Plus, if they're smart and they know they're being followed by death incarnate, they probably don't want to lead it to where the huddled masses are all huddling.

    The movie would end not with them beating Scary and Easy to Pronounce but instead with them reaching shelter where there's solid walls, food, water, and generator driven power.

    -

    Movie 7: The Vorpal Blade [top]

    Movie 1 covered getting funding for the Indominus Rex, Movie 2 covered training the raptors.  Movie 3 covered uncovering (eek! terrible unintended pun) the corruption behind Indominus Rex, Movie 4 set up the characters being rescued in 6 as well as the park that is turning from order to chaos in 5.

    5 covered protecting the people in the park as a whole.  6 was about rescuing the individual people who were in the most danger both because of where they were and because Indominus picked them to hunt.

    The one thing we have yet to cover is attempting to directly deal with Indominus. (Also the payoff for having trained raptors.)

    That's what Seven is about.  We'll see the events that set off 5 and 6 from a different perspective as initial attempts to contain it result in both killing the initial response team and driving Indominus, Scary and Easy to Pronounce, Rex into barriers in failed attempts to corner it (or just by accident) which leads to it smashing those barriers and thus setting free the other dinosaurs that threaten the park population in general necessitating the evacuation seen in movie 5.

    Again, this covers a time period we've already seen, just from a different perspective.

    And part of what we'd see in this different perspective is that while the regular park employees were working to protect the guests under the guidance of the emergency management staff in movie 5, and while the raptor trainers, head of normal park operations, and nephews were running for their lives in 6, a change was made in the hunting of the Scary but Easy to Pronounce.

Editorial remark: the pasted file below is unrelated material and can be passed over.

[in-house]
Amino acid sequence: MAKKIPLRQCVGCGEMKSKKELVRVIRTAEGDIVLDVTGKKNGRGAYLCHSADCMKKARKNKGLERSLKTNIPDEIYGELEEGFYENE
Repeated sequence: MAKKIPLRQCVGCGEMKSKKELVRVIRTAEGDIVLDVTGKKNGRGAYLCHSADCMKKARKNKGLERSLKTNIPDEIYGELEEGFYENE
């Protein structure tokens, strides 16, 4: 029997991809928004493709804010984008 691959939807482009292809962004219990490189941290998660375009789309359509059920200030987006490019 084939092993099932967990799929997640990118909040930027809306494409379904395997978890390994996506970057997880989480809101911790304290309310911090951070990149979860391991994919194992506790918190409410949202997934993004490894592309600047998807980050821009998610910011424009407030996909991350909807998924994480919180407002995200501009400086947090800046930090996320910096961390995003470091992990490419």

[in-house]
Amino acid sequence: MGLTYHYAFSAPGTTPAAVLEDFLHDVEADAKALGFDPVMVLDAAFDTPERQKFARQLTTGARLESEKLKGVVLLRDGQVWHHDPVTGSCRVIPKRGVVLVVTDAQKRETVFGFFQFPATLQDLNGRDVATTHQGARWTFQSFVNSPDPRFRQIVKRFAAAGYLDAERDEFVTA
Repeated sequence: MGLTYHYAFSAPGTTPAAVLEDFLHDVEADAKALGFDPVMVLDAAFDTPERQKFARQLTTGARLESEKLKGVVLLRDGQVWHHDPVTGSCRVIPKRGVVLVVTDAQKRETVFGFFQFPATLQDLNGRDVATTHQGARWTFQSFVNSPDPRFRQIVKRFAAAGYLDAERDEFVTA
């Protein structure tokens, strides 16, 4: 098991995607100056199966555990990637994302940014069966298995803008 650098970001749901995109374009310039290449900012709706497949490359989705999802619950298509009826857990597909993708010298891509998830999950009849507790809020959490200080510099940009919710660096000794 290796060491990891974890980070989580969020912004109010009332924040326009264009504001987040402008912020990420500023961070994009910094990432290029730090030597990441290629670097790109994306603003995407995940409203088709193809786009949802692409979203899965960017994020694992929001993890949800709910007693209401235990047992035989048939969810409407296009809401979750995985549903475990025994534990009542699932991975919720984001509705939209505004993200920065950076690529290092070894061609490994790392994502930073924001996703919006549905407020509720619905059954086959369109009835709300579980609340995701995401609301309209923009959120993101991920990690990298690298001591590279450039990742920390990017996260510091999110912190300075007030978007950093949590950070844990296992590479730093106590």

InGen used the confusion to have their security take over the hunt, and that is partially responsible for things going so horribly wrong (who cares if they break a wall and let predatory dinosaurs out?  That's Masrani's problem), even though things were going pretty badly before that, but is also allowing them to pressure people into giving access to things they shouldn't have (the secret labs that are sealed until law enforcement can thoroughly inspect them "If we want to save lives, we need to know exactly what we're up against.  Open the door," the raptor program that they were explicitly pushed away from at the end of movie 2 "We need all options on the table, People Are Dying," and such.)

    The situation is being used by InGen to recover data from their illegal project(s), remove evidence incriminating them and ... do a test run of their weapons programs.

    The Indominus is exceeding all expectations.  It was supposed to be a proof of concept on various things (adaptive camouflage in visible and infrared spectrum, whatever the hell else they stuck into the damned thing) that funneled money away from legal work by taking place under the guise of a park attraction and so had to be as big as the expected park attraction (they're actually more interested in smaller animals, for example ones that can enter buildings without bashing holes in them) but so far it's proving to be able to plow through infantry like a tank.

    Our heroes will appear when InGen shows up to take possession of the raptors (ostensibly to be used as weapons against the Indominus) and finds heroes already camped out at the raptor paddock.  (InGen assumed they were conveniently dead and is not altogether happy to find them alive)

    Raptor trainers will insist that if the raptors are to be taken out on a hunt (which they oppose but can't stop) they lead them.